You have recently successfully passed your Foreign Service Officer Assessment, how has your experience at GW helped you achieve that?
This was actually my third attempt at the Foreign Service Officer process, previously known as the Oral Assessment, and my first time making it. My time at GW has been a non-linear journey without a specific course that provided me with a single kernel of knowledge to leverage. Instead, it has been about expanding my thinking and absorbing more knowledge, and then being able to adapt and apply it to different situations. Additionally, I cannot emphasize enough how invaluable it has been to have a public diplomacy scholar like Professor Chris Teal, who is a current Foreign Service Officer, as a resource. Professor Teal has been a massive support in discussing the career path, providing insights on what it looks like, and strategizing how things might unfold throughout the process. While he hasn’t provided me with study materials, being able to bounce ideas off him and draw from his experience has been reassuring and has helped me focus on what I need to learn and how to approach the subject and assessment with more confidence. Having a solid basis to draw from has been extremely helpful in navigating this process.
Considering your interest in multiculturalism and understanding different cultures, how has GW provided you with opportunities to connect with individuals from different cultures as part of your academic journey?
I am thoroughly enjoying the multicultural and international environment at GW. Coming from a small town in South Carolina where the population is predominantly white, African American, and Latino/Hispanic, with limited exposure to individuals from other countries, I am thrilled to be able to interact with classmates from Afghanistan, Pakistan, India, Brazil, Colombia, South Korea, Japan, Thailand, and more. Incorporating this international dimension into my education is important to me as I aspire to be a good representative of the United States in my future career as a diplomat. I genuinely enjoy understanding people on a deeper level, recognizing that I have always felt somewhat different from where I come from. Bridging the gap between cultures and gaining a profound understanding of individuals, their personalities, identities, and how their culture influences them, including through food, is a passion of mine. I am particularly fascinated by anthropology and how human society has evolved through food and geography, and I find it incredibly fulfilling to understand people for who they are at their core, irrespective of their origin or background. I am always curious to learn and expand my understanding of different cultures.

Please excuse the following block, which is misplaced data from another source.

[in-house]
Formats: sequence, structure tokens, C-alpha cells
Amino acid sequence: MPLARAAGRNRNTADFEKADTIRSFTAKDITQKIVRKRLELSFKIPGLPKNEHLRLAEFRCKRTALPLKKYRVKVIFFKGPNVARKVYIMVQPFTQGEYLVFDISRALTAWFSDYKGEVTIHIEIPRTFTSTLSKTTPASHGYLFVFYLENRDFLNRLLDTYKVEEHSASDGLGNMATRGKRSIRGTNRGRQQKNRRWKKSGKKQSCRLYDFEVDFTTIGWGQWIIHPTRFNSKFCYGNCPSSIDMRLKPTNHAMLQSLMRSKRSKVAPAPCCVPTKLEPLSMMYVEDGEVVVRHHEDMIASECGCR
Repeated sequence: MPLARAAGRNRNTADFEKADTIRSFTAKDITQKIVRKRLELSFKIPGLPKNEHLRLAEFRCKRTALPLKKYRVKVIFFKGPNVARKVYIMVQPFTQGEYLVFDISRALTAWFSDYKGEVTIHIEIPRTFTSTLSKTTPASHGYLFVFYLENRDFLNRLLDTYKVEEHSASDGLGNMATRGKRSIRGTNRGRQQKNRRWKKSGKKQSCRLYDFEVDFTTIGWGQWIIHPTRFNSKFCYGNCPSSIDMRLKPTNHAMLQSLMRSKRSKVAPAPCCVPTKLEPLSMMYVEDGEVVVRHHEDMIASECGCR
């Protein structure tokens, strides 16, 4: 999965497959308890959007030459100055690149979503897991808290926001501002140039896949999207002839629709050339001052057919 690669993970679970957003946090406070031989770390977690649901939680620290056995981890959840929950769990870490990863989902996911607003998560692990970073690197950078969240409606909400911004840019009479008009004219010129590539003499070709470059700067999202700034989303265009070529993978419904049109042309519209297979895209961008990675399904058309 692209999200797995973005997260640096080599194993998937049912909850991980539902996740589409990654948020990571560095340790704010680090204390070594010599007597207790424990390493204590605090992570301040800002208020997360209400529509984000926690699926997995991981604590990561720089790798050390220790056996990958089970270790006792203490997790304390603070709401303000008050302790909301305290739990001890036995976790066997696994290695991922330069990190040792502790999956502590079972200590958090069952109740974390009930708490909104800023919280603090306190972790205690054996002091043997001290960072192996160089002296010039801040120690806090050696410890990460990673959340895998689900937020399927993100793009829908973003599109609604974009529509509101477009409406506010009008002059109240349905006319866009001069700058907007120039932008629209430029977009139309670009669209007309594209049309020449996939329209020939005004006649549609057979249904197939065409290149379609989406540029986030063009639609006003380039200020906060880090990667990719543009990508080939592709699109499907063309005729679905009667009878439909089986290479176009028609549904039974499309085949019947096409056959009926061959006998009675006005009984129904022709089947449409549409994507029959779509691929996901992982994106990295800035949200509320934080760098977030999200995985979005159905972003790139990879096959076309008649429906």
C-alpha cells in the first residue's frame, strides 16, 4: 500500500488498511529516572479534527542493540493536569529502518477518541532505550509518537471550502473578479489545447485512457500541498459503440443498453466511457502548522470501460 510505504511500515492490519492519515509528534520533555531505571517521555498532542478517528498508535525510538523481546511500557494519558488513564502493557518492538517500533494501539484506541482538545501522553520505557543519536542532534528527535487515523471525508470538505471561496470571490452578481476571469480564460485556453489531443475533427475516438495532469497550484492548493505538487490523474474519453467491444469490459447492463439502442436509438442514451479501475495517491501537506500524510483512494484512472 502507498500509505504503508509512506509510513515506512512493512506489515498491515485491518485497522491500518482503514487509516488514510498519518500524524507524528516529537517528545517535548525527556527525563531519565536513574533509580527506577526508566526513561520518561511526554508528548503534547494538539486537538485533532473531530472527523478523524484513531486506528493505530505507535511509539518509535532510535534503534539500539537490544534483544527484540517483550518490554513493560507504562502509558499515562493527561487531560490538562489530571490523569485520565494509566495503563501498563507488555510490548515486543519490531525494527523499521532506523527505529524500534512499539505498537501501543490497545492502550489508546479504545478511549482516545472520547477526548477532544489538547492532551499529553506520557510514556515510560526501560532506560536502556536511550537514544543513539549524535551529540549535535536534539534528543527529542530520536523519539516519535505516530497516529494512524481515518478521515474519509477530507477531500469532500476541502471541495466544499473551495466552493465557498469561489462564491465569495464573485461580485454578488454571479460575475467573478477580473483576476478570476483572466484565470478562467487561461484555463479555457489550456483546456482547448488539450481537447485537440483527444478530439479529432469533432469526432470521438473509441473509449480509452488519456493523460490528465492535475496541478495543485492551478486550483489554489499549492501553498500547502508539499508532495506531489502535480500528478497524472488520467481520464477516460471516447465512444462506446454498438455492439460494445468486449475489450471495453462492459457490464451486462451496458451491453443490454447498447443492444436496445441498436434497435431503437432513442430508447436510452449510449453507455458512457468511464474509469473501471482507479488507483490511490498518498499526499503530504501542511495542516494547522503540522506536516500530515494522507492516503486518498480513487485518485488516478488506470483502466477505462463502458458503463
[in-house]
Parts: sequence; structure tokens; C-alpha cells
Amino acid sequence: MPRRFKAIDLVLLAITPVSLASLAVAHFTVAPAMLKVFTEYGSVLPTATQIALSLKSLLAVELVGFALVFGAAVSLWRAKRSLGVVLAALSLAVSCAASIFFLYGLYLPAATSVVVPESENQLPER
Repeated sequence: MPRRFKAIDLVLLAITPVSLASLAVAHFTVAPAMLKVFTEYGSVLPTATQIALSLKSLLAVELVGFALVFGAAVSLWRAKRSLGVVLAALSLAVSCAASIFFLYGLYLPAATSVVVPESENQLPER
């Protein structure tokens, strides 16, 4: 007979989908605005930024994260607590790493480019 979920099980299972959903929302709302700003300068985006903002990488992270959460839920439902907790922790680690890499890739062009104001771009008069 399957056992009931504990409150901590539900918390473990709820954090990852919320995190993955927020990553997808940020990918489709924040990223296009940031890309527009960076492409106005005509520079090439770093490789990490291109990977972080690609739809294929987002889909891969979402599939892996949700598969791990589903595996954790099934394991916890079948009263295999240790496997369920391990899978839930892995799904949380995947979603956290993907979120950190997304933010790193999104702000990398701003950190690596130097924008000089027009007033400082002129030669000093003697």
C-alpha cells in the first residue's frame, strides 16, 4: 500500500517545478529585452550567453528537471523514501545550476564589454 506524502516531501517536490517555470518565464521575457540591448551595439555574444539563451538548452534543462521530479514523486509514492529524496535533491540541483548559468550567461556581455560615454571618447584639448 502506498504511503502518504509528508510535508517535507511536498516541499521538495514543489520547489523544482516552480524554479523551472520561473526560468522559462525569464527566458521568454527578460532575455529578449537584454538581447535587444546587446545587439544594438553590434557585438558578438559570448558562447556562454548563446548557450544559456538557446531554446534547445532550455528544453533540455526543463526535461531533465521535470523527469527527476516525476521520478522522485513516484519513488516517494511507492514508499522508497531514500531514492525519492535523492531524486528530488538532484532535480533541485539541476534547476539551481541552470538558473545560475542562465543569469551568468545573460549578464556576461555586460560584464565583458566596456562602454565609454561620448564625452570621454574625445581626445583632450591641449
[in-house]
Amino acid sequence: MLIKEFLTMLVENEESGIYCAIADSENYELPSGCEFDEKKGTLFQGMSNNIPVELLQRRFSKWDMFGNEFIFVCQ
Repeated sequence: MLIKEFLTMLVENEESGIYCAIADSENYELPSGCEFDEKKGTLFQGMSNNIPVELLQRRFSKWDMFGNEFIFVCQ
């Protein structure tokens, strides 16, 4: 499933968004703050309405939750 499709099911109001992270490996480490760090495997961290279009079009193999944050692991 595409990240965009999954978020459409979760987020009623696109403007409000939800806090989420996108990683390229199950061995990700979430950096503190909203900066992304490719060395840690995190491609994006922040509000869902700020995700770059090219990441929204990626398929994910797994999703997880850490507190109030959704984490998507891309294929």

What advice do you have for future students who are interested in pursuing a Global Communication graduate degree?
If you’re uncertain about a particular decision, my advice would be to go for it. I personally enjoy the flexibility and freedom that the global communications program at GW offers. While there are requirements, such as choosing a concentration, you also have the option to create your own concentration. As long as you can effectively advocate for yourself when communicating with the program director, you can shape your program of study according to your own vision. There will still be core requirements, such as the cornerstone, capstone project, and research methods course, but the rest is up to you to mold in the direction you desire.
One of the unique aspects of the global communications program is that it sits at the intersection of two prominent schools at GW: the Elliott School of International Affairs and the School of Media and Public Affairs. This allows you to draw from both schools and tailor your program to your liking. Personally, I have found this flexibility advantageous when selecting additional courses, such as skills courses from the School of Media and Public Affairs or international affairs courses from global gender policy. It has given me the opportunity to hone in on my specific interests, such as LGBTQ, gender, and human rights advocacy, and build my own minor within the program. This level of customization is something I did not see in other programs, and it truly sets the global communications program at GW apart.
This profile was originally published on the IPDGC Smart Power Blog. Matt Snow was interviewed by first-year graduate student Mohammad Fayaz Yourish. Fayaz is also in the Global Communication program working with the Institute for Public Diplomacy & Global Communication (IPDGC) on student engagement. Special thanks to IPDGC, Mohammad Fayaz Yourish, and Matt Snow for allowing us to republish Matt’s profile here.